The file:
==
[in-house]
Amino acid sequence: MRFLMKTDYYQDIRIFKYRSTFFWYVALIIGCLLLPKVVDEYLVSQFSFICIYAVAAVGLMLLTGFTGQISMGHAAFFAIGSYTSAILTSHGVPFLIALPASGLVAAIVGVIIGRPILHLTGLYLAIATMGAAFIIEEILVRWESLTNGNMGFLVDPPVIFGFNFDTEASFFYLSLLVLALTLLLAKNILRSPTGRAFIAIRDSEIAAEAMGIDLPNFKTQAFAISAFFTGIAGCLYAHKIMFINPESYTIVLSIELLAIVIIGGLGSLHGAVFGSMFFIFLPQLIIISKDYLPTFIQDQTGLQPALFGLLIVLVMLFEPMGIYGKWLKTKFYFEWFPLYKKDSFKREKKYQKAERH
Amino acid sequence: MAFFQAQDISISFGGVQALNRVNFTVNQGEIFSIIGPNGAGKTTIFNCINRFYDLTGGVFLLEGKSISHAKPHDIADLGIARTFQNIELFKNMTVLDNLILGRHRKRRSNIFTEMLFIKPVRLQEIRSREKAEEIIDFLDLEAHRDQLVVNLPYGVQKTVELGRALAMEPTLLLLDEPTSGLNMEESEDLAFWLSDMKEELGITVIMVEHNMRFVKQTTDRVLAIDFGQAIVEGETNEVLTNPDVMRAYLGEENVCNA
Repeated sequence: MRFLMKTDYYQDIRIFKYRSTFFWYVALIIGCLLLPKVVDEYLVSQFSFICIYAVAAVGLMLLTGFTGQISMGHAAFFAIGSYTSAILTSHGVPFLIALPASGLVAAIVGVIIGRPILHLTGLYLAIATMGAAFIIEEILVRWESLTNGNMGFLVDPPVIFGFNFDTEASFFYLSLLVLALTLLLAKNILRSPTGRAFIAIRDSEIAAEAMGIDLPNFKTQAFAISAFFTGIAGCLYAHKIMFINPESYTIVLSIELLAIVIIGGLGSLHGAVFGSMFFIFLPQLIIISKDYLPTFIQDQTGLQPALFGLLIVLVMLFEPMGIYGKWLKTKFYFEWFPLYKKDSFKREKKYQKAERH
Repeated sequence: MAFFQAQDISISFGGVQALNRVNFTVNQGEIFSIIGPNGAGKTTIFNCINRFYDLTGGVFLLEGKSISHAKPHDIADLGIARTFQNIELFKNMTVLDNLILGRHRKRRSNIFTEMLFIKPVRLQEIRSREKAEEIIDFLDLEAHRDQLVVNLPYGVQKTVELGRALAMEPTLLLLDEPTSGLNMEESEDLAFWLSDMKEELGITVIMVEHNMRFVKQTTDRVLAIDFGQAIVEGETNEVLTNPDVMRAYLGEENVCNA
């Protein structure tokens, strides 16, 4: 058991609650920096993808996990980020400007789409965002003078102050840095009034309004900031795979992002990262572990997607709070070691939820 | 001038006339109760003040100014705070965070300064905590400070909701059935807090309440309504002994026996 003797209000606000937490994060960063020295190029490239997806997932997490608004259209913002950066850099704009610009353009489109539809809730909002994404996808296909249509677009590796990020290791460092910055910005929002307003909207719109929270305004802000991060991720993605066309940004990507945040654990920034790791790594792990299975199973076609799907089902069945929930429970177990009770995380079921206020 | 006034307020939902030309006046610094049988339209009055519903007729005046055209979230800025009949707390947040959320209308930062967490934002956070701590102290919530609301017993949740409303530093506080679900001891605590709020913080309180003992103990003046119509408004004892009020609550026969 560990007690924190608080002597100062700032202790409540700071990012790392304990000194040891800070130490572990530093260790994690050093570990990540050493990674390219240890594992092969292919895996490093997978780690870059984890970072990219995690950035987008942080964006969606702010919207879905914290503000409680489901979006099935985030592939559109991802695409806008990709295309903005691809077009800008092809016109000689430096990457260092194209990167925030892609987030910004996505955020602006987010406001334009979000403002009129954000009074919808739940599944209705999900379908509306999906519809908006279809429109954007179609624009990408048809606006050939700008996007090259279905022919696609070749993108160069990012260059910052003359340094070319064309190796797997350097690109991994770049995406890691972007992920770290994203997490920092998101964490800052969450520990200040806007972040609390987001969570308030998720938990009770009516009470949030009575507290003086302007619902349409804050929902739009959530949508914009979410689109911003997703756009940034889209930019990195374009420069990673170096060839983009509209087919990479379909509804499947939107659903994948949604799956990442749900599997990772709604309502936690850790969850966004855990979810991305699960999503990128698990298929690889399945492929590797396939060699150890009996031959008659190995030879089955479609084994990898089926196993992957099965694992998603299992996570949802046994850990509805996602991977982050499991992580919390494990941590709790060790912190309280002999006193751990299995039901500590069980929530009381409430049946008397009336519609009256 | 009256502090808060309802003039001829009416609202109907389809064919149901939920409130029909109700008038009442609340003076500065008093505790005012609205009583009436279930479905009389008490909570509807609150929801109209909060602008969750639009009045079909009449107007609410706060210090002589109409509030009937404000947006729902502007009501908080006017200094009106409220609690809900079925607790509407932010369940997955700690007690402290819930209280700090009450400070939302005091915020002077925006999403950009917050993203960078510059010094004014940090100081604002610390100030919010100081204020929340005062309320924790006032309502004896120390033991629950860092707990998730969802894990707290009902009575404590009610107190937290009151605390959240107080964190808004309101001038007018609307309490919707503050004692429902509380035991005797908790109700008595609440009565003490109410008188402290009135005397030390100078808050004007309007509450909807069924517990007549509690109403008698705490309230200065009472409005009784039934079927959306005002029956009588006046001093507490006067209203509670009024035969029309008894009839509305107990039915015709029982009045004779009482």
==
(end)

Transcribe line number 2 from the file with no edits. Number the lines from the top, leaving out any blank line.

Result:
Amino acid sequence: MRFLMKTDYYQDIRIFKYRSTFFWYVALIIGCLLLPKVVDEYLVSQFSFICIYAVAAVGLMLLTGFTGQISMGHAAFFAIGSYTSAILTSHGVPFLIALPASGLVAAIVGVIIGRPILHLTGLYLAIATMGAAFIIEEILVRWESLTNGNMGFLVDPPVIFGFNFDTEASFFYLSLLVLALTLLLAKNILRSPTGRAFIAIRDSEIAAEAMGIDLPNFKTQAFAISAFFTGIAGCLYAHKIMFINPESYTIVLSIELLAIVIIGGLGSLHGAVFGSMFFIFLPQLIIISKDYLPTFIQDQTGLQPALFGLLIVLVMLFEPMGIYGKWLKTKFYFEWFPLYKKDSFKREKKYQKAERH